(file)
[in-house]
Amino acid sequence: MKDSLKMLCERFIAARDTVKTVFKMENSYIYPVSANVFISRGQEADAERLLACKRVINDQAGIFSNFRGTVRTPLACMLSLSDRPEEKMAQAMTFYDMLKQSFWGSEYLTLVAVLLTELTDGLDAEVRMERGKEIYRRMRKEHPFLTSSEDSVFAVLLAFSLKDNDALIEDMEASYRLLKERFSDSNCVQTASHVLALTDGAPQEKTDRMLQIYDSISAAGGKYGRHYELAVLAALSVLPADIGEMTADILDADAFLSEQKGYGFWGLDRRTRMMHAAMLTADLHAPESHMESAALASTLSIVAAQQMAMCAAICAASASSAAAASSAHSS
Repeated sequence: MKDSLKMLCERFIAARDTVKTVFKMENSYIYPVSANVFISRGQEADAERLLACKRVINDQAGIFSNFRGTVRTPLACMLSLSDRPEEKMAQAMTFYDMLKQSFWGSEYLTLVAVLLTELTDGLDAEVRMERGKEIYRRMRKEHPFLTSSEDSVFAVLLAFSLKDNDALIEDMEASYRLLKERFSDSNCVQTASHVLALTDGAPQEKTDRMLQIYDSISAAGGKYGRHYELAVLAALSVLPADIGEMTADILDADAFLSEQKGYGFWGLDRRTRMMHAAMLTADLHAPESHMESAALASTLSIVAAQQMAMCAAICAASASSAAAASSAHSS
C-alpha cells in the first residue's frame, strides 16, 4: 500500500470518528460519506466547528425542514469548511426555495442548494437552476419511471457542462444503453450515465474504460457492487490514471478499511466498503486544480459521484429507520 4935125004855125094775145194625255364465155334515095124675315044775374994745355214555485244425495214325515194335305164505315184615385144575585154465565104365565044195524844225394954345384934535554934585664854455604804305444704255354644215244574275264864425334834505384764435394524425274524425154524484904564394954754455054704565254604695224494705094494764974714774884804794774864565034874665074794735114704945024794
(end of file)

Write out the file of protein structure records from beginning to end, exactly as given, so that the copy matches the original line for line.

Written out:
[in-house]
Amino acid sequence: MKDSLKMLCERFIAARDTVKTVFKMENSYIYPVSANVFISRGQEADAERLLACKRVINDQAGIFSNFRGTVRTPLACMLSLSDRPEEKMAQAMTFYDMLKQSFWGSEYLTLVAVLLTELTDGLDAEVRMERGKEIYRRMRKEHPFLTSSEDSVFAVLLAFSLKDNDALIEDMEASYRLLKERFSDSNCVQTASHVLALTDGAPQEKTDRMLQIYDSISAAGGKYGRHYELAVLAALSVLPADIGEMTADILDADAFLSEQKGYGFWGLDRRTRMMHAAMLTADLHAPESHMESAALASTLSIVAAQQMAMCAAICAASASSAAAASSAHSS
Repeated sequence: MKDSLKMLCERFIAARDTVKTVFKMENSYIYPVSANVFISRGQEADAERLLACKRVINDQAGIFSNFRGTVRTPLACMLSLSDRPEEKMAQAMTFYDMLKQSFWGSEYLTLVAVLLTELTDGLDAEVRMERGKEIYRRMRKEHPFLTSSEDSVFAVLLAFSLKDNDALIEDMEASYRLLKERFSDSNCVQTASHVLALTDGAPQEKTDRMLQIYDSISAAGGKYGRHYELAVLAALSVLPADIGEMTADILDADAFLSEQKGYGFWGLDRRTRMMHAAMLTADLHAPESHMESAALASTLSIVAAQQMAMCAAICAASASSAAAASSAHSS
C-alpha cells in the first residue's frame, strides 16, 4: 500500500470518528460519506466547528425542514469548511426555495442548494437552476419511471457542462444503453450515465474504460457492487490514471478499511466498503486544480459521484429507520 4935125004855125094775145194625255364465155334515095124675315044775374994745355214555485244425495214325515194335305164505315184615385144575585154465565104365565044195524844225394954345384934535554934585664854455604804305444704255354644215244574275264864425334834505384764435394524425274524425154524484904564394954754455054704565254604695224494705094494764974714774884804794774864565034874665074794735114704945024794